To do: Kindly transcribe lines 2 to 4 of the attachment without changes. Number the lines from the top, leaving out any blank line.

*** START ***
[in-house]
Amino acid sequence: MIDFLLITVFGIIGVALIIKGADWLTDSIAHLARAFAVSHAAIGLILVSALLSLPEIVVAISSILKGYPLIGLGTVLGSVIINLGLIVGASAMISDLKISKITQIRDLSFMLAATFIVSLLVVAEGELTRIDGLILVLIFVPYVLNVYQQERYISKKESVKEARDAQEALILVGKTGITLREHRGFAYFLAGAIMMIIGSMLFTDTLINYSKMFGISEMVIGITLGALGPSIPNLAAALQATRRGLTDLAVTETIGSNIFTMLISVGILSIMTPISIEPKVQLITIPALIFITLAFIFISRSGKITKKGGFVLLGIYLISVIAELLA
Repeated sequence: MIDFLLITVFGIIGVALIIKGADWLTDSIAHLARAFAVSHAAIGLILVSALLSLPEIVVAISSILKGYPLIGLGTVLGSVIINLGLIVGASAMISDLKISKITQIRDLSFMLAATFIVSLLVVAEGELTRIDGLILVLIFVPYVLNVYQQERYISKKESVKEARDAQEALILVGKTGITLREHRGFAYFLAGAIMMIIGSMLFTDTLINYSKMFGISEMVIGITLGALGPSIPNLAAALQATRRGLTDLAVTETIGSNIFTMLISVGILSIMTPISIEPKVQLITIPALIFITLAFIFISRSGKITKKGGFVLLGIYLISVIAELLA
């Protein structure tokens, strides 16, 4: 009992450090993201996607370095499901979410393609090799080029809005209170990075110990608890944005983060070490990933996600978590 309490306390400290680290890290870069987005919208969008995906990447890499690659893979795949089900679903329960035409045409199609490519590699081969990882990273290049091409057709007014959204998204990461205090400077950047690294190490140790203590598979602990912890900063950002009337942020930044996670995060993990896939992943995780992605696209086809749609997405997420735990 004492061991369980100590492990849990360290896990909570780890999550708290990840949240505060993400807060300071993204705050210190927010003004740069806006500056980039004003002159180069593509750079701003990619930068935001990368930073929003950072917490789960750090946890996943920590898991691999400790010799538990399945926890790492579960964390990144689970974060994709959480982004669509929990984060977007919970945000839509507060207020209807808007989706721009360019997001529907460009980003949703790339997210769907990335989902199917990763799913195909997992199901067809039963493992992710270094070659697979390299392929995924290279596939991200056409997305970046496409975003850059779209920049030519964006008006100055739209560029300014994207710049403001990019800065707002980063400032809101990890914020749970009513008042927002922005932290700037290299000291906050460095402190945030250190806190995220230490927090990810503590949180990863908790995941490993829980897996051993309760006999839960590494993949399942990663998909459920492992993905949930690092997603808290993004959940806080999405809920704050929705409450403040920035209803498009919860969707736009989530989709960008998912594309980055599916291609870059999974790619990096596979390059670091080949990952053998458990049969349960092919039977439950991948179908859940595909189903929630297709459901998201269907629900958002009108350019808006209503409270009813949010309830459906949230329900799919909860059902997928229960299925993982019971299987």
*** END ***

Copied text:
Amino acid sequence: MIDFLLITVFGIIGVALIIKGADWLTDSIAHLARAFAVSHAAIGLILVSALLSLPEIVVAISSILKGYPLIGLGTVLGSVIINLGLIVGASAMISDLKISKITQIRDLSFMLAATFIVSLLVVAEGELTRIDGLILVLIFVPYVLNVYQQERYISKKESVKEARDAQEALILVGKTGITLREHRGFAYFLAGAIMMIIGSMLFTDTLINYSKMFGISEMVIGITLGALGPSIPNLAAALQATRRGLTDLAVTETIGSNIFTMLISVGILSIMTPISIEPKVQLITIPALIFITLAFIFISRSGKITKKGGFVLLGIYLISVIAELLA
Repeated sequence: MIDFLLITVFGIIGVALIIKGADWLTDSIAHLARAFAVSHAAIGLILVSALLSLPEIVVAISSILKGYPLIGLGTVLGSVIINLGLIVGASAMISDLKISKITQIRDLSFMLAATFIVSLLVVAEGELTRIDGLILVLIFVPYVLNVYQQERYISKKESVKEARDAQEALILVGKTGITLREHRGFAYFLAGAIMMIIGSMLFTDTLINYSKMFGISEMVIGITLGALGPSIPNLAAALQATRRGLTDLAVTETIGSNIFTMLISVGILSIMTPISIEPKVQLITIPALIFITLAFIFISRSGKITKKGGFVLLGIYLISVIAELLA
């Protein structure tokens, strides 16, 4: 009992450090993201996607370095499901979410393609090799080029809005209170990075110990608890944005983060070490990933996600978590 309490306390400290680290890290870069987005919208969008995906990447890499690659893979795949089900679903329960035409045409199609490519590699081969990882990273290049091409057709007014959204998204990461205090400077950047690294190490140790203590598979602990912890900063950002009337942020930044996670995060993990896939992943995780992605696209086809749609997405997420735990 004492061991369980100590492990849990360290896990909570780890999550708290990840949240505060993400807060300071993204705050210190927010003004740069806006500056980039004003002159180069593509750079701003990619930068935001990368930073929003950072917490789960750090946890996943920590898991691999400790010799538990399945926890790492579960964390990144689970974060994709959480982004669509929990984060977007919970945000839509507060207020209807808007989706721009360019997001529907460009980003949703790339997210769907990335989902199917990763799913195909997992199901067809039963493992992710270094070659697979390299392929995924290279596939991200056409997305970046496409975003850059779209920049030519964006008006100055739209560029300014994207710049403001990019800065707002980063400032809101990890914020749970009513008042927002922005932290700037290299000291906050460095402190945030250190806190995220230490927090990810503590949180990863908790995941490993829980897996051993309760006999839960590494993949399942990663998909459920492992993905949930690092997603808290993004959940806080999405809920704050929705409450403040920035209803498009919860969707736009989530989709960008998912594309980055599916291609870059999974790619990096596979390059670091080949990952053998458990049969349960092919039977439950991948179908859940595909189903929630297709459901998201269907629900958002009108350019808006209503409270009813949010309830459906949230329900799919909860059902997928229960299925993982019971299987």